On Wednesday, Feb. 17, about 25 people gathered at 4 p.m. in CHASS Interdisciplinary Building South (INTS) 1128 to listen to Associate Professor of Religious Studies Muhamad Ali and Professor of Philosophy Howard Wettstein speak at a lecture that is part of the Dueling Disciplines series entitled, “Who is God and what is He/She up to?”
Ali began the lecture by describing how God is seen in Malaysia. Both Christians and Muslims use the term Allah, causing debate over whether or not the use of the name should be allowed by Christians.
In the year 2000, the breakdown of religion in Malaysia was 60.4 percent Muslim, 19.2 percent Buddhist, 9.1 percent Christian, 6.3 percent Hindu, 2.6 percent Confucian, Taoist and other Chinese faiths and the remaining holding tribal and folk religions, other religions, no religions or unknown religions.
Ali explained that even if people reject God’s existence, they tend to still talk about him. Ali describes God as a verb that creates feeling, which has no gender and should be referred to as an it. “Who is God depends on our personal knowledge and collection of experiences. So it really depends on us,” explained Ali. Ali continued by explaining how the concept of God could be shaped by languages and listed some of the various names given to God in different languages.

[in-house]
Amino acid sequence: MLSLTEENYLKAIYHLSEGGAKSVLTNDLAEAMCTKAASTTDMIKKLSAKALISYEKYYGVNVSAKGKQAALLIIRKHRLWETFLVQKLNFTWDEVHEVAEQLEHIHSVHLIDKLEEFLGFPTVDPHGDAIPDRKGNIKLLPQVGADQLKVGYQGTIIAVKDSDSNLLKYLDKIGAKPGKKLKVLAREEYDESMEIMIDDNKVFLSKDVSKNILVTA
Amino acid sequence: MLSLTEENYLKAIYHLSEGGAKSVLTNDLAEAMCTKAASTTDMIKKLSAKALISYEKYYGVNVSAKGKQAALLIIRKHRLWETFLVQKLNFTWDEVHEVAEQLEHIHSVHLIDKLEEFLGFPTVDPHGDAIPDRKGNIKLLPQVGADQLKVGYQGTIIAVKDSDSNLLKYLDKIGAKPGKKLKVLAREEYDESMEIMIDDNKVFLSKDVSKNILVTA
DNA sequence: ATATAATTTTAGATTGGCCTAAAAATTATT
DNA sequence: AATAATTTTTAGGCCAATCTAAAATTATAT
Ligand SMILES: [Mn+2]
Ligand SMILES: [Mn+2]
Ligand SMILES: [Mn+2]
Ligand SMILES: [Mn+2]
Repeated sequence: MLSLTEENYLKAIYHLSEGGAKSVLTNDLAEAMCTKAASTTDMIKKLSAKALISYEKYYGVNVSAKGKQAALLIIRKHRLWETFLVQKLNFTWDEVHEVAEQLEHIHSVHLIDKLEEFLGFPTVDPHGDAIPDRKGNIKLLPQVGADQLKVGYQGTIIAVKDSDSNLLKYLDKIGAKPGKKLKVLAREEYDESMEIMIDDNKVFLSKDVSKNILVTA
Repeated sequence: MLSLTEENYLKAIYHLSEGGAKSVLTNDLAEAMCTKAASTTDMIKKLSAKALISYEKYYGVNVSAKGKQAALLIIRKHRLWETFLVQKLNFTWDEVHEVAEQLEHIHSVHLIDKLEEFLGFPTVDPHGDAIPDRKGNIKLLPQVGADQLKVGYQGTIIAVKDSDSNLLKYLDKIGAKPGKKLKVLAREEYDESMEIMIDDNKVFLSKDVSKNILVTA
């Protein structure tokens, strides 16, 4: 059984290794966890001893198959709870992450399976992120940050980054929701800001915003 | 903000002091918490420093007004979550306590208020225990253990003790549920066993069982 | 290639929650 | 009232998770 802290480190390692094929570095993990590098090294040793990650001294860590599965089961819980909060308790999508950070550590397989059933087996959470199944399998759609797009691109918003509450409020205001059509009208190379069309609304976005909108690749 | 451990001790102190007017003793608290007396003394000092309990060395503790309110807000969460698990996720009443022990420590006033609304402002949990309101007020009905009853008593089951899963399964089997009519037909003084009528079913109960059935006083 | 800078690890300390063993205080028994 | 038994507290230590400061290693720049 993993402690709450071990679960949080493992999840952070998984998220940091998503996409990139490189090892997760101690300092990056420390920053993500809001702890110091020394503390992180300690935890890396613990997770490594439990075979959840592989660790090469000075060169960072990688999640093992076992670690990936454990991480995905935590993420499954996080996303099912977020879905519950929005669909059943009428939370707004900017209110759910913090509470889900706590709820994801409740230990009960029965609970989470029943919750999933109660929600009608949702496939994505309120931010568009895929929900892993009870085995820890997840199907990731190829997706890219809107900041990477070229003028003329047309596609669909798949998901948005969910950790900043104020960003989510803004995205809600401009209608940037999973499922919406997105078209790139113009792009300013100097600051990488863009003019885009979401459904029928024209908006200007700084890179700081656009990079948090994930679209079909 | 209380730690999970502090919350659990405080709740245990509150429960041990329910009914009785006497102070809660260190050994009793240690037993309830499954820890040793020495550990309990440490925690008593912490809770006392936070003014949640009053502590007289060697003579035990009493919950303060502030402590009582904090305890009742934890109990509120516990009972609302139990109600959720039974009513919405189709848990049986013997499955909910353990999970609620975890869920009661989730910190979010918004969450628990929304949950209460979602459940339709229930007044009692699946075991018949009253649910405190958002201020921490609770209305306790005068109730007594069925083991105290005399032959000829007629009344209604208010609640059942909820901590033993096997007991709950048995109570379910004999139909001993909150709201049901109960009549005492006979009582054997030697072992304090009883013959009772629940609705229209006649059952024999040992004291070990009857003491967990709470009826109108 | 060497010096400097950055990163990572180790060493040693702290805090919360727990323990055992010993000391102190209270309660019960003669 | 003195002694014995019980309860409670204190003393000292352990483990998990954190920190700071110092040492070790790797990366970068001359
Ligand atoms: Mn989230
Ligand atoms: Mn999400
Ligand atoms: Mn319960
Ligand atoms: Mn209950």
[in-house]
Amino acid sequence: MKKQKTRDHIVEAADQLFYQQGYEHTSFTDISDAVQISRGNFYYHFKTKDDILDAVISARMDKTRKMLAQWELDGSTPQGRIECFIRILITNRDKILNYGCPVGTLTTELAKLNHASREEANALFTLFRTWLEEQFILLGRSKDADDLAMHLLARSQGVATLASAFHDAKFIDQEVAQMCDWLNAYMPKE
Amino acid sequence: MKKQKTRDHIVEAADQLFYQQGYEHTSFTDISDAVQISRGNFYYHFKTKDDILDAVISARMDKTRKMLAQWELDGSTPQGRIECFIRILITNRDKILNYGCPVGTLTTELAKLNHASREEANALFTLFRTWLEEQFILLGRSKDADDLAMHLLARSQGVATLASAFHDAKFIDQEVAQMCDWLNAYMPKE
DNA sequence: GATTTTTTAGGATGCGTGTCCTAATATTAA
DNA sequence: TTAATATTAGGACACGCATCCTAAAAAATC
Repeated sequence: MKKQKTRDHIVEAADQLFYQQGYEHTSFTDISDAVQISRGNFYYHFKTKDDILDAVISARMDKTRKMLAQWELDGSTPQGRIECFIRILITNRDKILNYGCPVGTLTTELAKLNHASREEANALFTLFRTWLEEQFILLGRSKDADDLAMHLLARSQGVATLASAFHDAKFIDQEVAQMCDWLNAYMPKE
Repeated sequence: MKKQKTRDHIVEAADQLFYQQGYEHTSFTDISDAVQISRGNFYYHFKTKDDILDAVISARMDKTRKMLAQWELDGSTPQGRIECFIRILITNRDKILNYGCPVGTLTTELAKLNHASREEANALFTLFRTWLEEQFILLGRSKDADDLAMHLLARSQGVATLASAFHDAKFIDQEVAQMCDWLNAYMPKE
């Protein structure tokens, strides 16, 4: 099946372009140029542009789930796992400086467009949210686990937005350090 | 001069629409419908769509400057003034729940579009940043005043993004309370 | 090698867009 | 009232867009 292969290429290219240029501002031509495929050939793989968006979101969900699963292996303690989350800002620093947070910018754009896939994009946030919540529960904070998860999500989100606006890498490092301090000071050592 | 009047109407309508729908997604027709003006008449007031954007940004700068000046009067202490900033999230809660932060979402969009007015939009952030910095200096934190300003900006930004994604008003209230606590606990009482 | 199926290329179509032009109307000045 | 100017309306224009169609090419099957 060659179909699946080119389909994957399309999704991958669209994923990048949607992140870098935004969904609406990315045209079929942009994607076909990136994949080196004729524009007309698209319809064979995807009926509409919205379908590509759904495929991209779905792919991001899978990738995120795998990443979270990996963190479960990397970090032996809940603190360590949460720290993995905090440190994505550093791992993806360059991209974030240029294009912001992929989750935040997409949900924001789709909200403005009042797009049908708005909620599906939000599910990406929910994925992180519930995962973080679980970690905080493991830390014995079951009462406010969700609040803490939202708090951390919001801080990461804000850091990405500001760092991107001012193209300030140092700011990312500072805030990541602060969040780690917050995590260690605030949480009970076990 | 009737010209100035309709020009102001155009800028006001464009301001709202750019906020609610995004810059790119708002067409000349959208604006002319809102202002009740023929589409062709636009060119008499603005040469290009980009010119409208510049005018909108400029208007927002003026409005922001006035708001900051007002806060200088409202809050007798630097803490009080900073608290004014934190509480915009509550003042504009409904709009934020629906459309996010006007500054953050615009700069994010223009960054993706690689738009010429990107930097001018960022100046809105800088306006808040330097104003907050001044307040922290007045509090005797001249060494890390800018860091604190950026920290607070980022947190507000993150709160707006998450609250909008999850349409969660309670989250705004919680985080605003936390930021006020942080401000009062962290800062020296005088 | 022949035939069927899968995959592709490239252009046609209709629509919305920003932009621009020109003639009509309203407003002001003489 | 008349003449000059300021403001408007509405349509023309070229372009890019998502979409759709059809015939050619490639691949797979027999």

Next, Ali explained how the depiction of God can vary differently depending on what religion is being analyzed: “You have one God, but there are so many qualities, so many names.” Religions that involve worshipping God may have a single god or many gods. Depictions of God have also varied greatly, with some describing God as formless, omnipotent, having transcendental value or possessing human-like attributes.
Ali attempted to answer the question ‘What is He or She up to?’ by saying “God is always up to something. So when I see the scriptures, God is always up to something. He or She is all-hearing, all-knowing, all-seeing and He’s active.”
Wettstein began his part of the lecture by discussing his background of lecturing in Jerusalem and brought up the listing of names used to describe God. In Judaism, Wettstein’s personal religion, God’s name is not pronounceable in Hebrew. By taking out the vowels in God’s name one is left with only four consonants, YHVH.
“You get the feeling that from God’s point of view, he’s created this exquisite, amazing place that you can’t help but feel a great sense of privilege just being part of it,” Wettstein explained, in regards to human curiosity. “And at the same time, it doesn’t answer to our sense of what makes sense and what’s fair and animals eat each other and vultures feed … blood to the children and God helps them out.”
The next Dueling Disciplines lecture will take place during spring quarter on April 13 and is entitled “What is College For?”